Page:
I know that’s not something you usually hear a parent say, but the proof is in the pudding. Going into our third year in the non-public placement, we’re finally seeing the Monster starting to make good progress against the prior year’s IEP goals. Continue reading
MANSEF – the Maryland Association of Nonpublic Special Education Facilities – is the umbrella group for schools like the Monster’s, private schools that take students from the public school system who need more resources than the schools themselves can provide. (This is a key distinction that I constantly have to emphasize when I’m at various meetings. Yes, it’s a private school… but the city schools pay the tuition to send the Monster there, and he’s still legally a city school student.) Nonpublic special education facilities help the public education system fulfill their FAPE obligations under IDEA. Continue reading
Curling. Specifically, with the kids.
It’s actually been a while since I talked about taking both R and the Monster curling, so I thought that I’d give everyone an update as to how our little adventure into athletic endeavors is going. Continue reading
When I was seven, my family moved from one town to another, at least partially to move us to a better school district. It’s not that strange in America really – the idea that consumers can vote with their feet, and if they think the schools in the neighboring school district (or, indeed, in a neighboring or non-neighboring state) are better, you can sell your house and move.
It’s not so easy when you’re a parent of a child with special-needs who has an IEP. Continue reading
One of the worst parts of the holiday season is the annual holiday break – it means that we’ve planning to do about keeping the children busy, and dealing with the fact that the Monster is quite, quite used to his regular routine. While he did spend a couple of days at Schools Out at the JCC (which I still absolutely love), we elected not to send him on the days that they were doing field trips, just to not torture their staff.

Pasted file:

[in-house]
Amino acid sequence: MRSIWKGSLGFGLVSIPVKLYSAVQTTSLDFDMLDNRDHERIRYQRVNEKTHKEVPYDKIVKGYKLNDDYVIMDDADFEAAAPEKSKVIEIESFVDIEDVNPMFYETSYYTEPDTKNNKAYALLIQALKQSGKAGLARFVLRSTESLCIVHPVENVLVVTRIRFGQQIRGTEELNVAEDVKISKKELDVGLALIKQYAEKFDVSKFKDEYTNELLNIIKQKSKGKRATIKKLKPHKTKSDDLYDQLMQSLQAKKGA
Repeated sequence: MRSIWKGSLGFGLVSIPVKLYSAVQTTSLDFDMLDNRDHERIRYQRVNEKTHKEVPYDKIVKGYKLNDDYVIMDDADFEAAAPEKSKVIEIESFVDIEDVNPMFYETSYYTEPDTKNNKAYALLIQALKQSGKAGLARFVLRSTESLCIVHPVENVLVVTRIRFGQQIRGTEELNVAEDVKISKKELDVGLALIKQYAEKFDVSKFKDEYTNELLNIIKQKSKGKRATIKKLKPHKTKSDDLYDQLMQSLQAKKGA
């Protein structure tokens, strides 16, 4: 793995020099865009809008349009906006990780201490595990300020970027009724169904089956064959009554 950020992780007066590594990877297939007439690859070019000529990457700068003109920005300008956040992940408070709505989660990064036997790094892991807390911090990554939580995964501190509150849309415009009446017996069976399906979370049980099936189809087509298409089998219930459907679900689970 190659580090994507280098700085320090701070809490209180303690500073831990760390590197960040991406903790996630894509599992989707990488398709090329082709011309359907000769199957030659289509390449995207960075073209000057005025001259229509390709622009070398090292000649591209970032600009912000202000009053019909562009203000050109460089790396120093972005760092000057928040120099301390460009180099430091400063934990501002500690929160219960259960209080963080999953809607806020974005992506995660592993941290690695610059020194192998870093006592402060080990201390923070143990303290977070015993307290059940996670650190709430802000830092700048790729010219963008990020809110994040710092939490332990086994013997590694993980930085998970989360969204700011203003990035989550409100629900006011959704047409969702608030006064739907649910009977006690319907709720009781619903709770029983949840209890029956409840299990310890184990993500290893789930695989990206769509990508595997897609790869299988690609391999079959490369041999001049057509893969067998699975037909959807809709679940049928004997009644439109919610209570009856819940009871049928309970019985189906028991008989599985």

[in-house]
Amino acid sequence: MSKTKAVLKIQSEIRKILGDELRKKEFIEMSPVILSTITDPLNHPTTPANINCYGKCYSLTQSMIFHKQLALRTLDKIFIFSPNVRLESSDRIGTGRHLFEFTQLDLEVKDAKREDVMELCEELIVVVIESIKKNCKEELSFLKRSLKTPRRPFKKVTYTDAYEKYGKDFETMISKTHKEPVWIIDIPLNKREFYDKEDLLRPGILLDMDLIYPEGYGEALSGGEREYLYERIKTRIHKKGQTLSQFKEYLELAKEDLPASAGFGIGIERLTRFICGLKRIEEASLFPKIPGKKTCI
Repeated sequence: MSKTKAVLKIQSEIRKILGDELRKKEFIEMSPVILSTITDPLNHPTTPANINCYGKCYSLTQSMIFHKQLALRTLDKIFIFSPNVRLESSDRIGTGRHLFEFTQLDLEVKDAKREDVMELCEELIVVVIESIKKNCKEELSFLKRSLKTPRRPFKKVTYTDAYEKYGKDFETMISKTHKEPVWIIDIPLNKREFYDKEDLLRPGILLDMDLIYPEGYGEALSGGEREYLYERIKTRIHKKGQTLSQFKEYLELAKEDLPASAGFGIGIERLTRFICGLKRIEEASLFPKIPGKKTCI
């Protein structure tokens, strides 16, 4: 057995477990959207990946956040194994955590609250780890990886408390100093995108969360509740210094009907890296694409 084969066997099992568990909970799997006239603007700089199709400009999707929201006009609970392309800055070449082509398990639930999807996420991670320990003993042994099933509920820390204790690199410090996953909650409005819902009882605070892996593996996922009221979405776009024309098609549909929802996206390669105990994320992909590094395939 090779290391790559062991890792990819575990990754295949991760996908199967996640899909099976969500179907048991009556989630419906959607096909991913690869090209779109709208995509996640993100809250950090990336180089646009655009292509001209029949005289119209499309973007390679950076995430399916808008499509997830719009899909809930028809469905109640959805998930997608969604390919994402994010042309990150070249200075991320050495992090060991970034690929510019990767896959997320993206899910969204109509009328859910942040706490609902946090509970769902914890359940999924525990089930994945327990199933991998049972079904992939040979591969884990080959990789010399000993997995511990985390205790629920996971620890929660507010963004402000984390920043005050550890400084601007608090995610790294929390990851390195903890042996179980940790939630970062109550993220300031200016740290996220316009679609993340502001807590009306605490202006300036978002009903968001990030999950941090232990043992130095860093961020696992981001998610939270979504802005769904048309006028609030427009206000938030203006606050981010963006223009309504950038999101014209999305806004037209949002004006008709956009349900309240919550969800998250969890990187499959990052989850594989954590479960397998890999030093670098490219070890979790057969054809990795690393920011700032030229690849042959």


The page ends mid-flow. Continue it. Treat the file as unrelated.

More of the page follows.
So instead, we tortured ourselves, and decided to plan a field trip to the Crayola Experience. Continue reading
It’s been a while since I last posted – I got distracted with a few very packed weeks at work and in my personal life (largely the latter, almost entirely for good, and just the nature of life sometimes). But now that things are quieting down a bit…
So, it’s happened.
R started curling three weeks ago, and… well, is doing as well as you’d imagine a four year old doing on his first time out. He’s watched enough to have an idea of what it looks like, but putting that into practice is a wholly different thing. But the idea of getting curling has been motivating him since, and that makes me quite, quite happy. We took a week off for an ASBC social, and then… we went again last Sunday, this time with the Monster.
So it’s official – my Monster is now a curler. Continue reading
As I mentioned a few weeks ago, we’ve started the Monster with Hebrew school at our shul. He’s had some basic “religious school” through an after-school program at his regular school, but this year was time for us to get a little more serious with it. He’s not had any objections to it so far, and the teachers have been telling us that he’s doing alright.
But part of the goal is also getting him more comfortable with coming to the building and being around celebrations, and… well, Simchat Torah is one of the easier times for him to be involved. Continue reading
Out of sight, out of mind.
At one point, I thought that the idea of mainstreaming the Monster was the dream we should be reaching for – that he’d do better with his normally-abled peers and that they’d get a better idea of how to live with children with special needs like him. That was before the disastrous wake-up call that we got, in the form of a year wasted, which ended up with his being sent to a “non-public placement”, a private school paid for by the city school system, where he’s doing far better.
The problem? The Monster and children like him are all but invisible to the school district. Continue reading
I’m very fortunate to have a flexible job that lets me work from home when need-be. Even as a manager, since my teammates also can work from home (which they often do on Fridays), I can settle in at the dining room table with my laptop and get my work done, which frees me up to watch the kids if they’re home from school, and frees my wife up to get things done.
It also gives me interesting insight sometimes into the Monster. Continue reading